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Are the Big Five Orchestras Still Relevant?

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The notion of a Big Five in American Orchestras represents and ideal that may no longer exist. Heralded for their artistic stature, the ensembles included in "discussions of the American orchestral scene" as the Big Five are the Boston Symphony Orchestra, Chicago Symphony Orchestra, Cleveland Orchestra, New York Philharmonic, and the Philadelphia Orchestra. As outlined by the New York Times, while "the ideal of the Big Five may still exist in the public imagination," the expansion and growth of American cities in the last 100 years has rendered a Big Five obsolete.

Thriving in a "nation of immigrants" 100 years ago, the Big Five played an important role in putting the American orchestral scene on the map. However, as America continued to expand westward, symphonies in Los Angeles and San Francisco challenged the idea of a concrete Big Five, proposing a Big Six or Big Seven. Determining how one orchestra could be more worthy than another further complicates The Big Five, as quality is not so easily judged as a sporting event. Journalists held the Big Five as a paragon of American culture, but as the years have passed, The Big Five has become more and more antiquated.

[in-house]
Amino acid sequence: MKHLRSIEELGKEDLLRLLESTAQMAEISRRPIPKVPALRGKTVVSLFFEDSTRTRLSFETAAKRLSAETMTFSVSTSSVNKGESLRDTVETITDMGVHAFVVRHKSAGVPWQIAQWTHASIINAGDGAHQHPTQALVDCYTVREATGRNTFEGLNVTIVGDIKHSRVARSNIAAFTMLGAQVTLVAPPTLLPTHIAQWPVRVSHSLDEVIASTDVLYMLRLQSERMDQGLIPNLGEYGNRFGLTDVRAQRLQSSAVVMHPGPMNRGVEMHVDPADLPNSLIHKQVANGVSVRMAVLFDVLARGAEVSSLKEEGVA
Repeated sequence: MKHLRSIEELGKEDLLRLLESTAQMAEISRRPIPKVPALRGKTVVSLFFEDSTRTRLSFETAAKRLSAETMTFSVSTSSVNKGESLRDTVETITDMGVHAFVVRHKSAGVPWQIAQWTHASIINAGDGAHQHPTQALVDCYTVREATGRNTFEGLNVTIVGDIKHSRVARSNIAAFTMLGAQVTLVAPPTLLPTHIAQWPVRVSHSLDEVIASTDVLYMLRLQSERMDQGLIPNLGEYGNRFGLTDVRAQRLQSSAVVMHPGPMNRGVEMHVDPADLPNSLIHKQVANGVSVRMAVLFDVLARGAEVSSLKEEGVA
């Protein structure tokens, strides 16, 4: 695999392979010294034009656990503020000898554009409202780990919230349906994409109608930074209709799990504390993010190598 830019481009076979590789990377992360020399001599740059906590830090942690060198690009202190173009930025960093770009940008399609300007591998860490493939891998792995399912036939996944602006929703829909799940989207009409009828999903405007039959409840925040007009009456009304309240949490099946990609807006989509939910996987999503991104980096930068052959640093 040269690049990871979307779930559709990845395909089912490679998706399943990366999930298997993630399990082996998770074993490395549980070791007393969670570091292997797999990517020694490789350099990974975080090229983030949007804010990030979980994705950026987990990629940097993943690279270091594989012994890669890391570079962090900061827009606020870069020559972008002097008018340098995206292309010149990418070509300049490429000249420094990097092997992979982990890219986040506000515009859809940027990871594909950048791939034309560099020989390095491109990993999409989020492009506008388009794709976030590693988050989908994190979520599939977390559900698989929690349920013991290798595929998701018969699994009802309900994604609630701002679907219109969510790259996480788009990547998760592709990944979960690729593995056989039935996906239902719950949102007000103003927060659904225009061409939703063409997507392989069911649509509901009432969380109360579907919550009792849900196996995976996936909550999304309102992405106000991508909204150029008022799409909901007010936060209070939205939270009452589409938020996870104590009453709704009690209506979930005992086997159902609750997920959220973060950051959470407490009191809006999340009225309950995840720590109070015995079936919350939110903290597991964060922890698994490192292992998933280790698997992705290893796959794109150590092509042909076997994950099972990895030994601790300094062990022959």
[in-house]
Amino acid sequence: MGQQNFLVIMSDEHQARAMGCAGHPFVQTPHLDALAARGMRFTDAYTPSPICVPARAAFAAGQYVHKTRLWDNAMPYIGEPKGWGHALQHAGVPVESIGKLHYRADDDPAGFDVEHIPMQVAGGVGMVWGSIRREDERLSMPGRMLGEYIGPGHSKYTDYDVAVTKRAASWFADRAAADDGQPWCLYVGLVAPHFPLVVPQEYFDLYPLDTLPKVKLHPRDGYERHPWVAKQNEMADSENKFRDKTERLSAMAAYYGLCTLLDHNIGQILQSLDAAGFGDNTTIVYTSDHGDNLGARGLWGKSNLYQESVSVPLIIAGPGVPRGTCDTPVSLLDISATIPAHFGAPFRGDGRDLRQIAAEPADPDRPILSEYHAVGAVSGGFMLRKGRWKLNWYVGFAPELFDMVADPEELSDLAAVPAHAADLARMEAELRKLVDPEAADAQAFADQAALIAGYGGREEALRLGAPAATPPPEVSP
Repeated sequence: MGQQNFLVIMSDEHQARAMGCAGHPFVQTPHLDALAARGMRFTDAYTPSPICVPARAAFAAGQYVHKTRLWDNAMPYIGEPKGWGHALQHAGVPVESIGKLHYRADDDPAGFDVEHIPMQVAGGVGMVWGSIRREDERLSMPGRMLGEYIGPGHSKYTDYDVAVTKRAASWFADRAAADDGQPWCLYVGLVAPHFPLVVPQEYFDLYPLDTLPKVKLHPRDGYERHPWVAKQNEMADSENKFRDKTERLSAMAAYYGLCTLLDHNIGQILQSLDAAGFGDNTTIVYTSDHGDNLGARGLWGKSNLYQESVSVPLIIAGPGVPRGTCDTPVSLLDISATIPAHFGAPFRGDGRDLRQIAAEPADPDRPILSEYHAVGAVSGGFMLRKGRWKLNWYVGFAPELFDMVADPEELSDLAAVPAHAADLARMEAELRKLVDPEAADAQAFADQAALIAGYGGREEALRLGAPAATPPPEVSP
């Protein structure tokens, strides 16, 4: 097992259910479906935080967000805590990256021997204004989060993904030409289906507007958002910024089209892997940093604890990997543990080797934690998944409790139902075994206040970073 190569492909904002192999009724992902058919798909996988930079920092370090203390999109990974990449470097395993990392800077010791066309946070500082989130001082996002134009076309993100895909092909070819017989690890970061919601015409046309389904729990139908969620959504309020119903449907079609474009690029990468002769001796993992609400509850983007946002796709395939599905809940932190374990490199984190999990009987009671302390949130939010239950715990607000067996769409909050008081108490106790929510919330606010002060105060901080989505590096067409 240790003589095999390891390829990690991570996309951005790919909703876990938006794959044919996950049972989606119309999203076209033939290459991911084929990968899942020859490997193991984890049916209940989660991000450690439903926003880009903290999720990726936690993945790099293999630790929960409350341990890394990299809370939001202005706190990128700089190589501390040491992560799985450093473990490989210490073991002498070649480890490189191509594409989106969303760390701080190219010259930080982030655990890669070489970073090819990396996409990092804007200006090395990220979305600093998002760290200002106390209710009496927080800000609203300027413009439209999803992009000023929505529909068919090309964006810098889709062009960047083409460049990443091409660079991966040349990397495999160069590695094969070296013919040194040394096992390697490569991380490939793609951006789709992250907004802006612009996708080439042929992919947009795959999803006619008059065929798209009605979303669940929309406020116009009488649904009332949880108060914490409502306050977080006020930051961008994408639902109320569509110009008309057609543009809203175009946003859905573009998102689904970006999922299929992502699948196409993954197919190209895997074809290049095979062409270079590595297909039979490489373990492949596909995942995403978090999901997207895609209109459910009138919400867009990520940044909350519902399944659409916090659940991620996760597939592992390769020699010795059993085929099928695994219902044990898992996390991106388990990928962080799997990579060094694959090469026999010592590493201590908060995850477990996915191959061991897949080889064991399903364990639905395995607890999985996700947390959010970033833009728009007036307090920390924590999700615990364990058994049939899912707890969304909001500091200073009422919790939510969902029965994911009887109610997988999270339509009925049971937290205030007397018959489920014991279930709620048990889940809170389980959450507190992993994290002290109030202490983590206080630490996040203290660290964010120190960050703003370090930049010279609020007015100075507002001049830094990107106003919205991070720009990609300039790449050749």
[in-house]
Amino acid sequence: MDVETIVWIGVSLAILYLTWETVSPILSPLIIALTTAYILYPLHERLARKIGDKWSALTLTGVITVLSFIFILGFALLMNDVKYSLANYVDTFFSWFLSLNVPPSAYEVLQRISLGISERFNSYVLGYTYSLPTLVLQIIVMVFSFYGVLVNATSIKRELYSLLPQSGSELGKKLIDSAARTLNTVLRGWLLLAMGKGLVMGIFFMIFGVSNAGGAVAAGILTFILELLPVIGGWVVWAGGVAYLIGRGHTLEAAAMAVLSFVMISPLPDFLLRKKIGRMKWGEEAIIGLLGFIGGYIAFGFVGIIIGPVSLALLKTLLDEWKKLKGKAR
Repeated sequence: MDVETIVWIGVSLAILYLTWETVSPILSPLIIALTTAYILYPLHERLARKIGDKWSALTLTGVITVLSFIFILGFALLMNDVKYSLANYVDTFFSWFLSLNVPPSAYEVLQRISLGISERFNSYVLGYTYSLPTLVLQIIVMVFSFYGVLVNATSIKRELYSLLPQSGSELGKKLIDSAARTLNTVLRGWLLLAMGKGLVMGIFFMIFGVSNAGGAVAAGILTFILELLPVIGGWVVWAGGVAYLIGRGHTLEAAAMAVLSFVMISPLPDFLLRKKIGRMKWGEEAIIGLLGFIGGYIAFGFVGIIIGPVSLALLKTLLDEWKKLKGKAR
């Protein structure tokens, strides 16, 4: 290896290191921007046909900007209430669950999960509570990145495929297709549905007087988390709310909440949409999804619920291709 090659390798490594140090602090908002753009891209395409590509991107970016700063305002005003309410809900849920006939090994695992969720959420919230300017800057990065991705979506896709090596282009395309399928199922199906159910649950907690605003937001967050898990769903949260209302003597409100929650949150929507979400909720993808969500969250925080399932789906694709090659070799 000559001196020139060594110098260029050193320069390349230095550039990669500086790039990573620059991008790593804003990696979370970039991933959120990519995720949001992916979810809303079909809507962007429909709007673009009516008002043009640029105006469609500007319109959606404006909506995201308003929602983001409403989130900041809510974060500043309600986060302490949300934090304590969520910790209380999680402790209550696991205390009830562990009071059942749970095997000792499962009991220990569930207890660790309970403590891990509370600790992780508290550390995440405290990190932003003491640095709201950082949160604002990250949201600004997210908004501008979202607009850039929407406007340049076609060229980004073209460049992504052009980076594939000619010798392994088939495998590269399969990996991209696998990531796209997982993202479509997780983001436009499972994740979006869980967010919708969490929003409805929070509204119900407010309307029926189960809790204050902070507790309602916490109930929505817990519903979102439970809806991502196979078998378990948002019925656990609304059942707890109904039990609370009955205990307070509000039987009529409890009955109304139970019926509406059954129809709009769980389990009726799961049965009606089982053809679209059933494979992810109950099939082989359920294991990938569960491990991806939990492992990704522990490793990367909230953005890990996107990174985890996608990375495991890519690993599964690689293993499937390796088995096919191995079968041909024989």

More recently, "the economic fortunes of the flagship ensembles have changed with the fortunes of their cities." This suggests that The Big Five and other ensembles are subject to economic change and their audiences, which is leading orchestras to focus more on their own market so that they can "integrate themselves more deeply into the culture of their cities." The economy as well as the rise in talent across America has leveled the playing field. As orchestras are playing to more regional tastes with musicians who share a high level of talent and training, the idea of The Big Five is less and less useful.

Despite all of this, The Big Five remains the same. It has become clear that "all the aspiration in the world was not enough for others to break into its ranks, and their aspirations now rightly lie elsewhere." Instead of striving to be a member of The Big Five, orchestras across America are striving to be the best in their own city. For over 100 years, The Big Five have represented the pinnacle of American orchestral music. But now, The Big Five seems to be more of a "false God," as it no longer the main criterion of orchestral greatness.

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